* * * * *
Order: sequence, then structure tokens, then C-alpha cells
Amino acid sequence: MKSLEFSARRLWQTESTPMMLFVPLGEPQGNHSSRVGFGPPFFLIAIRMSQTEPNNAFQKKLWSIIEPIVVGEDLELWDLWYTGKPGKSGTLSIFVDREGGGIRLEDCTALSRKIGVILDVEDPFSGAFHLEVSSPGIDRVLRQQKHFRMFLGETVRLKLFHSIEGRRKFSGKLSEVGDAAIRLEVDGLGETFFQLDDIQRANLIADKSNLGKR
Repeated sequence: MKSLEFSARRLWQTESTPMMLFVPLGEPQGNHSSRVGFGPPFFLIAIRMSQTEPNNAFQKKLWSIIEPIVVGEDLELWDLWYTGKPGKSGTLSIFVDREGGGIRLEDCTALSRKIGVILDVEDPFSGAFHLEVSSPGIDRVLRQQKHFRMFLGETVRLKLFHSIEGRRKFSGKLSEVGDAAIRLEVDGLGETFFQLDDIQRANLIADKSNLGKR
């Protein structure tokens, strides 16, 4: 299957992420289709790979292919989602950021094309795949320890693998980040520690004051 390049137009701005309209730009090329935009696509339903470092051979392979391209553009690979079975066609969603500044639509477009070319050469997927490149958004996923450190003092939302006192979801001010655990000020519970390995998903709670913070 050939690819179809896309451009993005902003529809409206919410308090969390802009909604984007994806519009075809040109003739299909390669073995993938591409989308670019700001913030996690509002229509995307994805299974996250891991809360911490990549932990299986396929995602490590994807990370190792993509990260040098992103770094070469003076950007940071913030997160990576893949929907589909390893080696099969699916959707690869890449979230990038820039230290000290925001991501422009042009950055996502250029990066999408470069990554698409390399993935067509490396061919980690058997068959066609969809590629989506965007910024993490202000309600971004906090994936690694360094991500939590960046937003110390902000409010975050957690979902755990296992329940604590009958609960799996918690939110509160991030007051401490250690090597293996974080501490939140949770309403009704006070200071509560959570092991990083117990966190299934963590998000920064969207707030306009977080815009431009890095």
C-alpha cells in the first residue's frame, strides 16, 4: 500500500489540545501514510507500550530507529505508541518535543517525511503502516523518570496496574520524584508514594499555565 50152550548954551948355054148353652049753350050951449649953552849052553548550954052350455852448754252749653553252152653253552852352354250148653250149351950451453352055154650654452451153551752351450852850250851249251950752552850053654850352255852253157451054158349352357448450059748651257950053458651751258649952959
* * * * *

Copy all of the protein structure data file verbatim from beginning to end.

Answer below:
Order: sequence, then structure tokens, then C-alpha cells
Amino acid sequence: MKSLEFSARRLWQTESTPMMLFVPLGEPQGNHSSRVGFGPPFFLIAIRMSQTEPNNAFQKKLWSIIEPIVVGEDLELWDLWYTGKPGKSGTLSIFVDREGGGIRLEDCTALSRKIGVILDVEDPFSGAFHLEVSSPGIDRVLRQQKHFRMFLGETVRLKLFHSIEGRRKFSGKLSEVGDAAIRLEVDGLGETFFQLDDIQRANLIADKSNLGKR
Repeated sequence: MKSLEFSARRLWQTESTPMMLFVPLGEPQGNHSSRVGFGPPFFLIAIRMSQTEPNNAFQKKLWSIIEPIVVGEDLELWDLWYTGKPGKSGTLSIFVDREGGGIRLEDCTALSRKIGVILDVEDPFSGAFHLEVSSPGIDRVLRQQKHFRMFLGETVRLKLFHSIEGRRKFSGKLSEVGDAAIRLEVDGLGETFFQLDDIQRANLIADKSNLGKR
């Protein structure tokens, strides 16, 4: 299957992420289709790979292919989602950021094309795949320890693998980040520690004051 390049137009701005309209730009090329935009696509339903470092051979392979391209553009690979079975066609969603500044639509477009070319050469997927490149958004996923450190003092939302006192979801001010655990000020519970390995998903709670913070 050939690819179809896309451009993005902003529809409206919410308090969390802009909604984007994806519009075809040109003739299909390669073995993938591409989308670019700001913030996690509002229509995307994805299974996250891991809360911490990549932990299986396929995602490590994807990370190792993509990260040098992103770094070469003076950007940071913030997160990576893949929907589909390893080696099969699916959707690869890449979230990038820039230290000290925001991501422009042009950055996502250029990066999408470069990554698409390399993935067509490396061919980690058997068959066609969809590629989506965007910024993490202000309600971004906090994936690694360094991500939590960046937003110390902000409010975050957690979902755990296992329940604590009958609960799996918690939110509160991030007051401490250690090597293996974080501490939140949770309403009704006070200071509560959570092991990083117990966190299934963590998000920064969207707030306009977080815009431009890095």
C-alpha cells in the first residue's frame, strides 16, 4: 500500500489540545501514510507500550530507529505508541518535543517525511503502516523518570496496574520524584508514594499555565 50152550548954551948355054148353652049753350050951449649953552849052553548550954052350455852448754252749653553252152653253552852352354250148653250149351950451453352055154650654452451153551752351450852850250851249251950752552850053654850352255852253157451054158349352357448450059748651257950053458651751258649952959